Solicitor fined for failing to supervise thieving bookkeeper

SRA: Lack of control and oversight persisted for a long time

A solicitor who failed to properly supervise his firm’s bookkeeper – who went on to steal £25,000 – has been fined £2,000 by the Solicitors Regulation Authority (SRA), the second such sanction he has received in four years.

Michael Elwyn Morgan first signed a regulatory settlement agreement with the SRA in 2016 over several admitted breaches of the accounts rules in relation to his handling of client money. Along with the firm’s other manager at the time, he was fined £2,000.

Mr Morgan is a principal and compliance officer for finance and administration at Stockport firm O’Neill Morgan.

Later in 2016, the firm employed a new bookkeeper who, unbeknown to Mr Morgan, had been convicted of theft two years earlier while working as head of accounts receivable at now defunct Wilmslow law firm Roberts Jackson.

According to the newly published agreement, Kayleigh Tunnicliffe was directly managed by Mr Morgan. He verbally checked the balance of the office account regularly.

“However, he did not adequately supervise or check her work. Between November 2016 and January 2018, the bookkeeper took at least £24,500 from the firm’s office account and its client account.”

She did this by accepting cash from clients which she kept for herself rather than pay into the firm’s client account, and making BACS and cheque payments to herself from the firm’s office account.

O’Neill Morgan’s three-way client bank account reconciliation in October 2017 showed a number of unreconciled items. Mr Morgan did not investigate these at the time and no further three-way reconciliations were undertaken until April 2018.

However, in September 2017, due to concerns about Ms Tunnicliffe’s performance, Mr Morgan instructed the firm’s accountants to undertake a full review of its accounts. She left the firm before this work started and the missing client money was discovered.

Further investigation uncovered Ms Tunnicliffe’s actions and Mr Morgan became aware of her previous conviction. Mr Morgan replaced the missing monies.

Last year, the SRA banned Ms Tunnicliffe from working in a legal practice without its consent, and also rebuked and fined her £2,000. It said she drew a cheque for £1,250 in cash from office account without permission and cashed this for her own use.

Mr Morgan admitted failing to establish and maintain proper accounting systems and internal controls, to carry out reconciliations, and to protect client money as a result.

The agreement said: “The SRA considers that a fine is an appropriate outcome because Mr Morgan’s behaviour showed a disregard for his regulatory obligation to exercise proper management over the firm.

“The lack of control and oversight persisted for a long period of time and made it easier for the bookkeeper to commit serious misconduct.

“Mr Morgan was not directly responsible for the losses that arose as a result and has since remedied them in part from his own resources.

“However, having been fined in early 2016, he ought to have been particularly cognisant of the need to have in place proper governance and oversight of the firm’s handling of client money.”

Setting out how it reached the level of fine, it was agreed that the nature of the misconduct was high but the impact low because Mr Morgan was not directly responsible for the loss and made it good. This meant a fine of between £1,001 to £5,000 under the SRA guidance.

In mitigation, Mr Morgan said the misconduct arose due to the actions of a dishonest employee; that he took steps to replace the missing monies from his own resources, which included selling his home; he has improved the firm’s processes and procedures; and he co-operated fully with the SRA investigation.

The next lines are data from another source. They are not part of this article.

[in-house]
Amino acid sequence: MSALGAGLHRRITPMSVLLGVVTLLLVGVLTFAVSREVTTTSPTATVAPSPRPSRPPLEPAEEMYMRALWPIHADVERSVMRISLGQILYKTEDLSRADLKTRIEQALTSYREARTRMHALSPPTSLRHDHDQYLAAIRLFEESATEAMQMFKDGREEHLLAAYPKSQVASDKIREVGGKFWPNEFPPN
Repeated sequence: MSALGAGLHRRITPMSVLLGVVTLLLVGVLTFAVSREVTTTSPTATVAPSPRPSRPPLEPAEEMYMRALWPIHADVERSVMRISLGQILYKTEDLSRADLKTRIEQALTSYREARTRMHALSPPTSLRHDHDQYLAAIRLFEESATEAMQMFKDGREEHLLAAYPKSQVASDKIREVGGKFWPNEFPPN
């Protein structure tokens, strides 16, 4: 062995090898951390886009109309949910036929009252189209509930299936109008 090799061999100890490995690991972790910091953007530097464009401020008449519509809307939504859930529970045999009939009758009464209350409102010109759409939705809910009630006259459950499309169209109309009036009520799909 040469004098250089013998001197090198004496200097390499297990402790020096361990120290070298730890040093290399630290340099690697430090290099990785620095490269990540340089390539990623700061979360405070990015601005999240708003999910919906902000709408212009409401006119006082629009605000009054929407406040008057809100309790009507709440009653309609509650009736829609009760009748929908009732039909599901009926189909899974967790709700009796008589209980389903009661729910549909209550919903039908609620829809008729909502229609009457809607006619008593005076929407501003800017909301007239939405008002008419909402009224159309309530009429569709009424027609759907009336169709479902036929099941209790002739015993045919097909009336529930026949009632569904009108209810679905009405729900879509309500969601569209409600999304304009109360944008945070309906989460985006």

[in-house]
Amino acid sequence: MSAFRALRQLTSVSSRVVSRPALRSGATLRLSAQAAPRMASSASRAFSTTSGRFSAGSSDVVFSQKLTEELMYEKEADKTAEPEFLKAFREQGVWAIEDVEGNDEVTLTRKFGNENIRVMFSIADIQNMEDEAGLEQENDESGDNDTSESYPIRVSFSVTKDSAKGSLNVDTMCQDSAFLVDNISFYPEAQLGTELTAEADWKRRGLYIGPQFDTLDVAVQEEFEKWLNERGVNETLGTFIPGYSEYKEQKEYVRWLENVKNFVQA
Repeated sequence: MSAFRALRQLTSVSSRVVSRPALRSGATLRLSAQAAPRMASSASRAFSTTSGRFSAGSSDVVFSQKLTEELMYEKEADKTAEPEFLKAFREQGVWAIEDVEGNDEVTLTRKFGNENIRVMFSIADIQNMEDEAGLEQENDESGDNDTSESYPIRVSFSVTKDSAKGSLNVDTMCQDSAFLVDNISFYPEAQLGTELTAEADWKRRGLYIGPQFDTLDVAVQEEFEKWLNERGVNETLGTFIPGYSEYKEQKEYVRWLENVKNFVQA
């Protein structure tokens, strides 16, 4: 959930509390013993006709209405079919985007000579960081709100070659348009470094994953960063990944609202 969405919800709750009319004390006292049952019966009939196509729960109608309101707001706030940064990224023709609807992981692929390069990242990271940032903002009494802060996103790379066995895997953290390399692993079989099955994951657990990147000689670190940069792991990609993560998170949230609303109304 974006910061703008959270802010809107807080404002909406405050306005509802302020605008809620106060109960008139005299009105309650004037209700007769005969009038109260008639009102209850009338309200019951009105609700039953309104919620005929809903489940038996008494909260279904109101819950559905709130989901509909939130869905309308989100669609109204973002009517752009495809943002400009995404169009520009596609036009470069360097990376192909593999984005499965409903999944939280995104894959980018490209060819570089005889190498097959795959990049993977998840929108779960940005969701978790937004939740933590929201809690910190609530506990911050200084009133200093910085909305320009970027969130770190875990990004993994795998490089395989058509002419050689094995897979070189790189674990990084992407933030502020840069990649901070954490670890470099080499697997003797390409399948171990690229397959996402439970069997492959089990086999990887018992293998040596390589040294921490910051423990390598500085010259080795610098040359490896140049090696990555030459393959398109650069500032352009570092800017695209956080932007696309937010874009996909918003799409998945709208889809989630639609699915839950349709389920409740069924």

Balancing the mitigation “against the fact that this matter appears to form a pattern of behaviour”, the SRA decided that a basic penalty of £3,500 was appropriate.

This was then reduced to £2,000 to reflect Mr Morgan’s early admission and insight, as well as replacing the missing money.

Conveniently, £2,000 is the most the SRA can fine a solicitor at a traditional (ie, non-alternative business structure) firm without having to refer them to the Solicitors Disciplinary Tribunal.

Meanwhile, in another regulatory settlement agreement published yesterday, non-solicitor Javaid Iqbal – who was a self-employed consultant at Bradford firm Reiss Solicitors – has also been banned from legal practice for having a client pay £8,480 into his personal bank account.

Reiss dismissed Mr Iqbal when it became aware of what he had done, and he repaid the money. The firm used this to pay disbursements which were owed in connection with the matter, the client having moved to another firm.

Leave a Comment

By clicking Submit you consent to Legal Futures storing your personal data and confirm you have read our Privacy Policy and section 5 of our Terms & Conditions which deals with user-generated content. All comments will be moderated before posting.

Required fields are marked *
Email address will not be published.

This site uses Akismet to reduce spam. Learn how your comment data is processed.


Understanding vicarious trauma in the legal workplace

Vicarious trauma can happen to anyone who works with clients who have experienced trauma such as domestic or other violence, child abuse, sexual assault, torture or being a refugee.

Does your integrity extend far enough?

Simply telling a client they need to seek financial advice or offering them the business cards of three financial planners you know is NOT a referral.

Enhancing wellbeing: Strategies for a balanced work-life

Finding a balance between work and personal life has been a long-standing challenge for many professionals, particularly within high-pressure environments like the legal industry.

Loading animation